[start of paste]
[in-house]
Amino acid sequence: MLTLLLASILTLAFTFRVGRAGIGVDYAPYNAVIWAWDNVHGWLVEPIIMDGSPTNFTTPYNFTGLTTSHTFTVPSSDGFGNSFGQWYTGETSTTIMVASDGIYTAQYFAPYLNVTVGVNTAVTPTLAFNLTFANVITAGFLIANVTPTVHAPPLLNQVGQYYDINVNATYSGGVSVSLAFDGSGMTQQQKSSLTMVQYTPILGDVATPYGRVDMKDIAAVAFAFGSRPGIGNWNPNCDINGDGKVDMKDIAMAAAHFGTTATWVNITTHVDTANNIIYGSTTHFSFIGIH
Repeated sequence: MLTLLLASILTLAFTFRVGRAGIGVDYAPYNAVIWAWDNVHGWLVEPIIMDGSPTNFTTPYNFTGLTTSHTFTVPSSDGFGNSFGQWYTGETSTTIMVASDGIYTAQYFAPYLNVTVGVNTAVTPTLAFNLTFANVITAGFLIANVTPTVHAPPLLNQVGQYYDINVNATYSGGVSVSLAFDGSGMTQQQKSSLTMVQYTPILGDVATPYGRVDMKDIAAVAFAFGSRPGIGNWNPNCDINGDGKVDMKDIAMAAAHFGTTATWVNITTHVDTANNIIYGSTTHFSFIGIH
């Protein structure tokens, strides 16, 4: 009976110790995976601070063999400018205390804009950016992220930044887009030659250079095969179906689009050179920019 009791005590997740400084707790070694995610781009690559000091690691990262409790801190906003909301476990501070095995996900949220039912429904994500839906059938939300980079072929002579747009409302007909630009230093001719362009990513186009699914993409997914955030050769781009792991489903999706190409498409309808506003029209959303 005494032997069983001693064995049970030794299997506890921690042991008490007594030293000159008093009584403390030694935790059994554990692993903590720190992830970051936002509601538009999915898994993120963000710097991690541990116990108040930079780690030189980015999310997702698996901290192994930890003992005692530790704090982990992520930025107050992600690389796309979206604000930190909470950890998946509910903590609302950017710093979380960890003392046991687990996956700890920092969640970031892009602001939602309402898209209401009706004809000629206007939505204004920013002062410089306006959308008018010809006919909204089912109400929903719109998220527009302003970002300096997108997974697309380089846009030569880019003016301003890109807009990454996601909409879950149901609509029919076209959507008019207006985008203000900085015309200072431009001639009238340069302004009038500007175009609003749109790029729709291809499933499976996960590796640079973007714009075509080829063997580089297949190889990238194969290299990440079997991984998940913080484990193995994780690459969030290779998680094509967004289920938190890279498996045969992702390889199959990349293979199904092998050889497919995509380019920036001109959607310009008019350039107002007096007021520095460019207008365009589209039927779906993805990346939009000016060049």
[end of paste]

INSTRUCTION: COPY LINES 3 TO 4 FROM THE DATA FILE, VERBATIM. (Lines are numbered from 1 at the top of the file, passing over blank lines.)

Repeated sequence: MLTLLLASILTLAFTFRVGRAGIGVDYAPYNAVIWAWDNVHGWLVEPIIMDGSPTNFTTPYNFTGLTTSHTFTVPSSDGFGNSFGQWYTGETSTTIMVASDGIYTAQYFAPYLNVTVGVNTAVTPTLAFNLTFANVITAGFLIANVTPTVHAPPLLNQVGQYYDINVNATYSGGVSVSLAFDGSGMTQQQKSSLTMVQYTPILGDVATPYGRVDMKDIAAVAFAFGSRPGIGNWNPNCDINGDGKVDMKDIAMAAAHFGTTATWVNITTHVDTANNIIYGSTTHFSFIGIH
């Protein structure tokens, strides 16, 4: 009976110790995976601070063999400018205390804009950016992220930044887009030659250079095969179906689009050179920019 009791005590997740400084707790070694995610781009690559000091690691990262409790801190906003909301476990501070095995996900949220039912429904994500839906059938939300980079072929002579747009409302007909630009230093001719362009990513186009699914993409997914955030050769781009792991489903999706190409498409309808506003029209959303 005494032997069983001693064995049970030794299997506890921690042991008490007594030293000159008093009584403390030694935790059994554990692993903590720190992830970051936002509601538009999915898994993120963000710097991690541990116990108040930079780690030189980015999310997702698996901290192994930890003992005692530790704090982990992520930025107050992600690389796309979206604000930190909470950890998946509910903590609302950017710093979380960890003392046991687990996956700890920092969640970031892009602001939602309402898209209401009706004809000629206007939505204004920013002062410089306006959308008018010809006919909204089912109400929903719109998220527009302003970002300096997108997974697309380089846009030569880019003016301003890109807009990454996601909409879950149901609509029919076209959507008019207006985008203000900085015309200072431009001639009238340069302004009038500007175009609003749109790029729709291809499933499976996960590796640079973007714009075509080829063997580089297949190889990238194969290299990440079997991984998940913080484990193995994780690459969030290779998680094509967004289920938190890279498996045969992702390889199959990349293979199904092998050889497919995509380019920036001109959607310009008019350039107002007096007021520095460019207008365009589209039927779906993805990346939009000016060049």